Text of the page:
Last Friday, Ida, Gerolf and I had a very instructive and thought-provoking meeting with one of the team members working on value-based care at the Uppsala University Hospital. The hospital is indeed in the process of optimizing its care-delivery processes in order to provide patients with both a better experience with hospital-based treatments and a higher quality of care. This relatively new, international “value-based” approach has its origins in the realization that hospital-based care processes lack efficiency and, from a patient perspective, objective ways to evaluate their quality. Statistics frequently used to assess the quality of the provided care include for example the number and the length of hospital visits, which the value-based approach argues are not actually representative of quality. More meaningful quality factors from a patient-centered perspective include for example how the patient feels, how quickly a diagnosis is established or whether the treatment is effective (whether the symptoms are effectively reduced by the treatment). As such, the value-based care optimization process aims to achieve quality in terms of patient-centered factors as well as provide valid measurements for the different factors taken into account, i.e. make it possible to evaluate the achieved quality level from a patient perspective. To carry out this high-level optimization process, the value-based care team at the Uppsala University Hospital is working together with inter-department groups of clinicians, for example in the form of workshops, in order to model the existing care flows and identify ways they can be improved as well as meaningful evaluation measurements.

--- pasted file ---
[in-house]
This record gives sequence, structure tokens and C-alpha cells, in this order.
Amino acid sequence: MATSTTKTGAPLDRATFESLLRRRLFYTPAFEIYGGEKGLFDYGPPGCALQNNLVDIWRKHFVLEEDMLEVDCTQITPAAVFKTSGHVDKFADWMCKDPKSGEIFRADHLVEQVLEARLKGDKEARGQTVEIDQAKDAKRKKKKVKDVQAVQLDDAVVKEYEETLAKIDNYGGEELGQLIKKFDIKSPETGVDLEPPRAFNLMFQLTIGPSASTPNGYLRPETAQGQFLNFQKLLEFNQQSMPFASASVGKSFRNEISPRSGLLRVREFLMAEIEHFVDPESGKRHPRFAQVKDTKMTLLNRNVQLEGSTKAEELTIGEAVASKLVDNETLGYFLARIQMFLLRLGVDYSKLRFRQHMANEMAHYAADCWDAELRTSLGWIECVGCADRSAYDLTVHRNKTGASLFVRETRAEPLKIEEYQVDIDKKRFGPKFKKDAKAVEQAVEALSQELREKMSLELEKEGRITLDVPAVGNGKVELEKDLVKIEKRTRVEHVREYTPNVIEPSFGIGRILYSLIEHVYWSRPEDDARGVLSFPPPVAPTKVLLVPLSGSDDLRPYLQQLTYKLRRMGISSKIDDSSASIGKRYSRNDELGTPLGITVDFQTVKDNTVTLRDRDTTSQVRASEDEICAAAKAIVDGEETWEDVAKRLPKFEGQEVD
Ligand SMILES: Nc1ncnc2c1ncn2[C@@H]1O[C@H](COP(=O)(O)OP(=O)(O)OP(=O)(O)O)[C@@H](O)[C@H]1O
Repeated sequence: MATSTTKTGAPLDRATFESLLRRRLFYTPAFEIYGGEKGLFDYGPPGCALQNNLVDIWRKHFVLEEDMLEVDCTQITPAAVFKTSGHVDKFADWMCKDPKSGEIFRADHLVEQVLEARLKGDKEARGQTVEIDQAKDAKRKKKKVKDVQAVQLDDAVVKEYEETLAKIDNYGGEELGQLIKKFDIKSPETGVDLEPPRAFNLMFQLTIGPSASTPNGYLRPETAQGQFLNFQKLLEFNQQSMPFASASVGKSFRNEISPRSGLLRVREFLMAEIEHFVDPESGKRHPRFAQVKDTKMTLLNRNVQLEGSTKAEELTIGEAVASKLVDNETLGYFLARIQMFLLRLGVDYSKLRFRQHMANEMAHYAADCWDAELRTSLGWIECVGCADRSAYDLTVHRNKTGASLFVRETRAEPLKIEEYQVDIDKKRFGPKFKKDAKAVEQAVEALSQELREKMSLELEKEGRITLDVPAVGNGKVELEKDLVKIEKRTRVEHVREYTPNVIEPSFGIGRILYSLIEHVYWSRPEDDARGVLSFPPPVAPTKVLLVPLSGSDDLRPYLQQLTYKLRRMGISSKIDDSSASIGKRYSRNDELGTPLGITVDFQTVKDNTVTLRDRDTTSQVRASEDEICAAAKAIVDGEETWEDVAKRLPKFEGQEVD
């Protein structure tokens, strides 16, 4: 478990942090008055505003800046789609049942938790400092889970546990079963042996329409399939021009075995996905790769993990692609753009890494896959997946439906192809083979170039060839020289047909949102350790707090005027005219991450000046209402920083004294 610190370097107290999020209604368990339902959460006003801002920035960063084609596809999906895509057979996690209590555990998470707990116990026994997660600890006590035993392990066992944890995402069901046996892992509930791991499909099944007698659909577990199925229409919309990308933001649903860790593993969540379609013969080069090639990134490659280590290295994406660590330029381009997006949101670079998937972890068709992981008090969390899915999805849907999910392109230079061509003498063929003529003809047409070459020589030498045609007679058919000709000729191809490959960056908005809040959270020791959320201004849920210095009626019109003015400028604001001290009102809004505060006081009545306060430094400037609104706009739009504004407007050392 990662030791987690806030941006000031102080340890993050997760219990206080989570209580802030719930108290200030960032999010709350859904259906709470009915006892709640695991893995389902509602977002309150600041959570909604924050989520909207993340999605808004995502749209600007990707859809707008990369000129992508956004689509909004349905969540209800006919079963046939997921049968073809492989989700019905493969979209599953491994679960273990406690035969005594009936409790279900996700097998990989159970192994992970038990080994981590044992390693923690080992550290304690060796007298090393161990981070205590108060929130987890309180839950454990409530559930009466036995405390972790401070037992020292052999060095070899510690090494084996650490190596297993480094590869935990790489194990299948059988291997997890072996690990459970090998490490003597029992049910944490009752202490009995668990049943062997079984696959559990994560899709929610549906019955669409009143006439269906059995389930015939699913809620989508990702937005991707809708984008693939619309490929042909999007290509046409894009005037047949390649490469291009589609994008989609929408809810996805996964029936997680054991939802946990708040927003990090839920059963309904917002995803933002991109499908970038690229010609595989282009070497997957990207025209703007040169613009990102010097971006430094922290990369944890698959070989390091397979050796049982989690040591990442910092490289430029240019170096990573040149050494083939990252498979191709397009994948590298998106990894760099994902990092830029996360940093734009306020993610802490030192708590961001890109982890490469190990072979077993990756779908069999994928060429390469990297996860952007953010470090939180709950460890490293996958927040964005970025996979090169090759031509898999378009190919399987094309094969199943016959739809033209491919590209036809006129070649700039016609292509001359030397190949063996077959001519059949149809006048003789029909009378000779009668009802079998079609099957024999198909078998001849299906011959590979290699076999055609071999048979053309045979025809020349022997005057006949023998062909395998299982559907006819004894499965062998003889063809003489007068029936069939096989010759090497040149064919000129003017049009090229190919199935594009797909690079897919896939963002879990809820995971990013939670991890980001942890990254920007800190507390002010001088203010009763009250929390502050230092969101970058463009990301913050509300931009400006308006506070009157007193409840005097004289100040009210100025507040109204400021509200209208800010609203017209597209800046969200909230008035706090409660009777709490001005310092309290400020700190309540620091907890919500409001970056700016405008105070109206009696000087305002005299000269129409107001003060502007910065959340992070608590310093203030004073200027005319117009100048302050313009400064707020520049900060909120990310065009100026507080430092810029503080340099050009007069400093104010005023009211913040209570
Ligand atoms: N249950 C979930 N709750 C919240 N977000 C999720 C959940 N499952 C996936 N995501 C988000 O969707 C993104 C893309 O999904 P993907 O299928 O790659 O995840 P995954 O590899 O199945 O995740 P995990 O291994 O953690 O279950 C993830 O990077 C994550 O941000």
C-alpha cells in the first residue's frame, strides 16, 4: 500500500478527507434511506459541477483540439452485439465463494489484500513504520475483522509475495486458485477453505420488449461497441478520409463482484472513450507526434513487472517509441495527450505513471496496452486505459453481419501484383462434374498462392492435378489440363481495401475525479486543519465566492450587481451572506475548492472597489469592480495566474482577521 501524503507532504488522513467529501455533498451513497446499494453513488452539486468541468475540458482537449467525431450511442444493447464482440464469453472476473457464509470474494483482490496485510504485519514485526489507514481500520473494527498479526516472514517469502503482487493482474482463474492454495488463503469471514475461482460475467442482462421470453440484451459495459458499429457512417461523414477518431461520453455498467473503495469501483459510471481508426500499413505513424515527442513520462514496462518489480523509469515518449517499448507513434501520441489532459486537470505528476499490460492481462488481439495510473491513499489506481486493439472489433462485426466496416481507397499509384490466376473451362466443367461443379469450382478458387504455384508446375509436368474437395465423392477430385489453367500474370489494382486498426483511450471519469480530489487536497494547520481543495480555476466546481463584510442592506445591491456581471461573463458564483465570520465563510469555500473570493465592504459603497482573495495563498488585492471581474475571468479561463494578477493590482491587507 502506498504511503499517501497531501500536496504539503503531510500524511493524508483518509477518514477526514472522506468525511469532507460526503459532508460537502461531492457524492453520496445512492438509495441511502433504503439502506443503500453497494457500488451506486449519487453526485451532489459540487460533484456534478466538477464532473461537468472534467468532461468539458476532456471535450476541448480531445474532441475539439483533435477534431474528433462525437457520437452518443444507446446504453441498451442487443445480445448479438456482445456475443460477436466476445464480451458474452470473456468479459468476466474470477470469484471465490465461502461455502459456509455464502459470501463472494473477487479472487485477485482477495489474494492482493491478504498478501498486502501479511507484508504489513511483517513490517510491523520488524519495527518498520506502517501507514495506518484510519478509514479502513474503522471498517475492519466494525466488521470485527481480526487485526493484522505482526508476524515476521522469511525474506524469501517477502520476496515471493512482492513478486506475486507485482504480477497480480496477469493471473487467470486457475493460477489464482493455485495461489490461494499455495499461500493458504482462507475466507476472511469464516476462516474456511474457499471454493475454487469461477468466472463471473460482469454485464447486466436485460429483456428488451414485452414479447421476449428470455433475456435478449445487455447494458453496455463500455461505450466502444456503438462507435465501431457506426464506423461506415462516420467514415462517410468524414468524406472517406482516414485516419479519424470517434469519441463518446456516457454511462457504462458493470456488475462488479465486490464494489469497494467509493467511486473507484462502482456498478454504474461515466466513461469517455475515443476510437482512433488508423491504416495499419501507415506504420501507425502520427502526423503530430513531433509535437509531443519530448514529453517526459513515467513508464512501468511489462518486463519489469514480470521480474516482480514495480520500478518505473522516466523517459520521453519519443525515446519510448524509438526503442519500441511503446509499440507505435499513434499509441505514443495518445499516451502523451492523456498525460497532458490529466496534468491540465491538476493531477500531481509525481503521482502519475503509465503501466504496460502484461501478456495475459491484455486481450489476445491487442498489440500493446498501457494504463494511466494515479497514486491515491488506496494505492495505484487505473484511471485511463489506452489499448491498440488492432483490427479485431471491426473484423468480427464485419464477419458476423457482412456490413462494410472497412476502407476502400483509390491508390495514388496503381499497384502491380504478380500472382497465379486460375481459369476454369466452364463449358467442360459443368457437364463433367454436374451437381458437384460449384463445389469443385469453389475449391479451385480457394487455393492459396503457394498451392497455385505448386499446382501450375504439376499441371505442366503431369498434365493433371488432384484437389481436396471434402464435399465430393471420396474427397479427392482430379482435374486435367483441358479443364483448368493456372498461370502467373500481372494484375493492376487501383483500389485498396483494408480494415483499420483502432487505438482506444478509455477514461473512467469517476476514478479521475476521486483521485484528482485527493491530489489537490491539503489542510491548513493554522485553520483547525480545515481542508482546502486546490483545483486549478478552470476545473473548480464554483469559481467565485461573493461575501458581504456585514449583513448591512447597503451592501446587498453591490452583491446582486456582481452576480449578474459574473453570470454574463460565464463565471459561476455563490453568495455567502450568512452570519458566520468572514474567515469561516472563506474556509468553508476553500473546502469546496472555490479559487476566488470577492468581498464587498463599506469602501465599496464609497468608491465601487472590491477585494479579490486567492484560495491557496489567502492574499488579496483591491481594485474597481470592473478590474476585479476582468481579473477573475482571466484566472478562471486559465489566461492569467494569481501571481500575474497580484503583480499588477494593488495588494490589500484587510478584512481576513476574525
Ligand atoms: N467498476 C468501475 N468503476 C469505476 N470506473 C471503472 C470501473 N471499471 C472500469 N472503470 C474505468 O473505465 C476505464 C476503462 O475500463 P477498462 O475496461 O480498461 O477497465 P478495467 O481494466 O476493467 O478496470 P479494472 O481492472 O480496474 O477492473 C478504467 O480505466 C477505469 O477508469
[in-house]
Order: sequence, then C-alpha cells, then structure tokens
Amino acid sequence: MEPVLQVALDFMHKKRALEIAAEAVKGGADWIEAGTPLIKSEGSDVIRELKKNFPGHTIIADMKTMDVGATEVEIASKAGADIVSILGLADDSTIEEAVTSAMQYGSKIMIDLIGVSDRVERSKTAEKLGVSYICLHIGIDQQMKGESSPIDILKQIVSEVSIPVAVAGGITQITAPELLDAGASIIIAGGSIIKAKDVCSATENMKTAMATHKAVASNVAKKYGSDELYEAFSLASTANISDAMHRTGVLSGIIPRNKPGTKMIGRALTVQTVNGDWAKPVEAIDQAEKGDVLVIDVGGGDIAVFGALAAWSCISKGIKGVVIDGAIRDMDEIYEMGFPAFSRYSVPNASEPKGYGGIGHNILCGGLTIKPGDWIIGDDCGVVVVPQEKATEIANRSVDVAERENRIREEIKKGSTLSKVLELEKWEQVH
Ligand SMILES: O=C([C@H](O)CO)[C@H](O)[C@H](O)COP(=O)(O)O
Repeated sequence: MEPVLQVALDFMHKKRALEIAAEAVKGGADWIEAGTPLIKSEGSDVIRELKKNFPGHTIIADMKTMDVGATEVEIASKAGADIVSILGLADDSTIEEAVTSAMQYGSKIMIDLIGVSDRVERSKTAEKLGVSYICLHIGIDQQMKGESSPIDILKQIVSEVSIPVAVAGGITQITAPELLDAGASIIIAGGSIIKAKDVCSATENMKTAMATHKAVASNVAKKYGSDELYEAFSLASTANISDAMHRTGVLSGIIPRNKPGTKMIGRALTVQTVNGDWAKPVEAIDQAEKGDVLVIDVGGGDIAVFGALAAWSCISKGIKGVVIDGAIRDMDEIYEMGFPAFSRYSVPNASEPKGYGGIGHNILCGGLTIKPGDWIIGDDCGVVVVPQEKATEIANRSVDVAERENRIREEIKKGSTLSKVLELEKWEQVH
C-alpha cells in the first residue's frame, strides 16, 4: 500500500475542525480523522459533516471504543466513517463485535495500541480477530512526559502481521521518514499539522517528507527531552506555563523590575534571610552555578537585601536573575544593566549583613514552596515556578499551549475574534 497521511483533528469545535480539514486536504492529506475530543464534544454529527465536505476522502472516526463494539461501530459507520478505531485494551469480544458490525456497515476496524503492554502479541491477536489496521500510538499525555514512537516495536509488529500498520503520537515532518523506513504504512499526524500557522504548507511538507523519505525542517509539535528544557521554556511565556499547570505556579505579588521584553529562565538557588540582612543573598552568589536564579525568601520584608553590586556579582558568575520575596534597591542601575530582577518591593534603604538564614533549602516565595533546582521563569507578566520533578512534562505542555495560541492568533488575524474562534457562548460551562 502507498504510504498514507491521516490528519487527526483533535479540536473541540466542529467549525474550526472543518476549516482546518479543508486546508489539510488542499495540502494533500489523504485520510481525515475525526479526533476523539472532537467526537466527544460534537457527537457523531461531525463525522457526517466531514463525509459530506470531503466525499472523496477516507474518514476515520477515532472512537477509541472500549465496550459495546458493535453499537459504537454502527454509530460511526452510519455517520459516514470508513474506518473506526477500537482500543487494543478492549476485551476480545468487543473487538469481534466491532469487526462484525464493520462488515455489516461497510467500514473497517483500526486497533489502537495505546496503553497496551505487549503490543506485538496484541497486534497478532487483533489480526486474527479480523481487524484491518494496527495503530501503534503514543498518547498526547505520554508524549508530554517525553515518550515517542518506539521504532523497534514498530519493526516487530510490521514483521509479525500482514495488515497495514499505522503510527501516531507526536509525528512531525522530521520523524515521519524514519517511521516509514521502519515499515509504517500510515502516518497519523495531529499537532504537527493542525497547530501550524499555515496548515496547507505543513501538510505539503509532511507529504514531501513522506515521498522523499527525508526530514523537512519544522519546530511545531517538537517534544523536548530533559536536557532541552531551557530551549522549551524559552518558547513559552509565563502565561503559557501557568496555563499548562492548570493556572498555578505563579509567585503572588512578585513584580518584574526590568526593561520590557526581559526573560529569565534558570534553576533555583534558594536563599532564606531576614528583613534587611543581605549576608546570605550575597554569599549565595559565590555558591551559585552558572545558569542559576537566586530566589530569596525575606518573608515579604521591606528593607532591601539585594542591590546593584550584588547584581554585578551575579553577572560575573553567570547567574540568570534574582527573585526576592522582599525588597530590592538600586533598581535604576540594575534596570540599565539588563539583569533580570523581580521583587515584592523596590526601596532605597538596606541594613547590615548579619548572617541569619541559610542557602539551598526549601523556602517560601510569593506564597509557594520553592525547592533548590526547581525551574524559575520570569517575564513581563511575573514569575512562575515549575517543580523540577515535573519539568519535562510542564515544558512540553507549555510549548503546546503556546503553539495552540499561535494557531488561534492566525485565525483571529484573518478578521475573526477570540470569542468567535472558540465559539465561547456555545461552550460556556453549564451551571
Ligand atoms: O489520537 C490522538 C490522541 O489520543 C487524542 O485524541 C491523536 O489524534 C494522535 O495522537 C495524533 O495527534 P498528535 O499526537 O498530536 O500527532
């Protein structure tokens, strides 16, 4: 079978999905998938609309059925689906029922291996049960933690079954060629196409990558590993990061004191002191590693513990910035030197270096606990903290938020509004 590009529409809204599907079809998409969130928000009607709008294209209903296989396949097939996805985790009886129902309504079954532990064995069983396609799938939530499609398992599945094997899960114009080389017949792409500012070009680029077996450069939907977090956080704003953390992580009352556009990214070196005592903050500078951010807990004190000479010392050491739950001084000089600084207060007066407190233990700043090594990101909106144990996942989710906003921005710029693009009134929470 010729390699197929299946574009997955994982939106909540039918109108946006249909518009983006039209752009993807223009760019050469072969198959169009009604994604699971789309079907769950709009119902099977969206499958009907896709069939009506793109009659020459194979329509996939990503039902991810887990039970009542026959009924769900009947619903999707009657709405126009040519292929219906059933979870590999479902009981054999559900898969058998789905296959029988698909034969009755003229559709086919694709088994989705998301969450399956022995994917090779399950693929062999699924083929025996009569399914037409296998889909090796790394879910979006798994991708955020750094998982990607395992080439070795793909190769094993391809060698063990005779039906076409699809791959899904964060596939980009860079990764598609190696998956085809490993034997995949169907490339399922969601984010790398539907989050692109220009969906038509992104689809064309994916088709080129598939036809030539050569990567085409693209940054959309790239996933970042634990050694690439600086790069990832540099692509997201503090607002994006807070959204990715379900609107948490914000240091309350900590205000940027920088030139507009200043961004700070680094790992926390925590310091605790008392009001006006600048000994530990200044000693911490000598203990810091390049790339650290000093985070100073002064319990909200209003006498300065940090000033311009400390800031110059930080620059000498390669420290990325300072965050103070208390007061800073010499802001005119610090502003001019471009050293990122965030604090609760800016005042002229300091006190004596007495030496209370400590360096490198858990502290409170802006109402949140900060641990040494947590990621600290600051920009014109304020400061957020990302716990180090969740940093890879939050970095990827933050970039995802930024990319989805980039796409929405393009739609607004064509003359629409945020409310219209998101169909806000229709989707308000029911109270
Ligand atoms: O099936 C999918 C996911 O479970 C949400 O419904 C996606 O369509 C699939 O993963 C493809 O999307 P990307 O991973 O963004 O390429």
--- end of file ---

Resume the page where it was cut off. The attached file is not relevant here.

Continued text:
Although those high-level organizational changes are beyond the scope of the DISA-project, it was important for us to get an insight into this change process currently taking place at the Uppsala University Hospital. Those workflow changes may indeed influence the documentation procedures (most of which are carried out digitally), and a good understanding of those procedures, their context and their purpose is essential in order to be able to interpret correctly what we will hear and observe while out in the field throughout the project.
Personally, I wonder whether a similar optimization could be applied to the doctors and nurses’ digital work environment. However, if patient-centered quality factors are relatively easy to come up with, the task is more complex when it comes to digital, nurse-centered processes. When it comes to computer-mediated documentation and, more generally, care delivery, what is quality? How can we assess and ensure that the existing digital workflows support nurses’ efficiency and well-being? I really hope that our work within the DISA-project will make it possible for us to answer those questions.
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